U.S. rules bones are of Asian descent
SEATTLE (Reuters) The U.S. Interior Department said on Thursday that tests show the Kennewick Man skeleton found in southern Washington state in 1996 was that of a 9,300-year-old Native American, almost certainly descended from Asian ancestors.
The findings supported the popular theory that migrating Asians first populated North America about 20,000 years ago, and also mean that the skeleton could be returned to the earth without giving scientists more time to study it.
The government has not yet determined whether to allow DNA testing, saying it would offend some Native Americans and might yield useless results, given the age of the bones, said Frank McManamon, chief archaeologist for the National Park Service.
Instead the government will use a blend of Indian oral history, linguistic studies and other cultural evidence to attempt to establish Kennewick Man's affiliation with any of five modern tribes that have claimed him as an ancestor.
"The tribes have said they view any handling of the bones as offensive," McManamon said, adding that there may still be reasons for attempting DNA analysis.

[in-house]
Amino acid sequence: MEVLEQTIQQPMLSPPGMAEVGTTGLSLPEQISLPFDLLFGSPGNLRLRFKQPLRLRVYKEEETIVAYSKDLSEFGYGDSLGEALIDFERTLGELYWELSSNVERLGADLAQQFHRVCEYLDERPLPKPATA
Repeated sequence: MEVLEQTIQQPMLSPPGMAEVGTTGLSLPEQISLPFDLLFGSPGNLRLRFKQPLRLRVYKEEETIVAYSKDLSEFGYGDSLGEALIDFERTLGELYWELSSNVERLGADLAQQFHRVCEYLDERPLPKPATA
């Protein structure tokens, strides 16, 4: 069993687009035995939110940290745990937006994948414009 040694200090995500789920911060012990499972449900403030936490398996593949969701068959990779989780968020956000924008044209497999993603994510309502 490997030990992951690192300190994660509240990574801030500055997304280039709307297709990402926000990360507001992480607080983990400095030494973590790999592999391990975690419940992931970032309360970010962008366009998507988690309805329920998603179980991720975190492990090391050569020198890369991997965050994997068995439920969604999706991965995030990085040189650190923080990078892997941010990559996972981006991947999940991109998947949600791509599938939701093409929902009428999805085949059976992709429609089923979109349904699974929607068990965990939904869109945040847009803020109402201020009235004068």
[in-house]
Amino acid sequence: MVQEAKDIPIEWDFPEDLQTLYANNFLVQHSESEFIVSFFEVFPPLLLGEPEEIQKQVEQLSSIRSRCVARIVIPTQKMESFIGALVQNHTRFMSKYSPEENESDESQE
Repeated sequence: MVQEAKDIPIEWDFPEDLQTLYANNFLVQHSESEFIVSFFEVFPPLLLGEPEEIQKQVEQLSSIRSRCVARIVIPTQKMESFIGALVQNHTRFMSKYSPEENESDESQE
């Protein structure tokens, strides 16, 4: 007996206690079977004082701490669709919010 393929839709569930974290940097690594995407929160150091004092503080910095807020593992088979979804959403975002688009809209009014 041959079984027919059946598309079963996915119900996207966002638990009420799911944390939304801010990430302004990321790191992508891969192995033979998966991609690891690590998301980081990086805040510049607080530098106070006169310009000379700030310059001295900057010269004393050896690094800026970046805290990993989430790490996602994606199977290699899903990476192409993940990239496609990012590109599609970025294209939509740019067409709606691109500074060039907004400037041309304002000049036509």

Scientists embraced the government's findings, but also insisted that DNA and other tests were necessary to bolster them. They also rejected the suggestion that DNA testing would be difficult.
"You can't establish cultural affiliation through linguistics. Kennewick Man can't speak and we don't know his language," said David Smith, who had a bone sample snatched away as he was preparing DNA tests a year ago.
"The only credible thing to do is to confirm his Asian lineage with DNA tests," said Smith, an archaeologist at University of California-Davis.
Some local tribes have said they can't understand why more tests are necessary, noting that their religious tradition holds that they have been in the area since the beginning of time.
"This (government report) reaffirms my faith in our oral traditions," said Richard Buck, a spokesman for the Wanapum tribe, one of the five to claim Kennewick Man.
But Buck said he was saddened that Kennewick Man has been taken from the ground and undergone the testing that began last year.
"I was here for the cutting of the bones. That really hurt," he said.
Under the Native American Graves Protection Act, remains found to predate the 1492 Columbus voyage to America are deemed Indian and turned over to local tribes.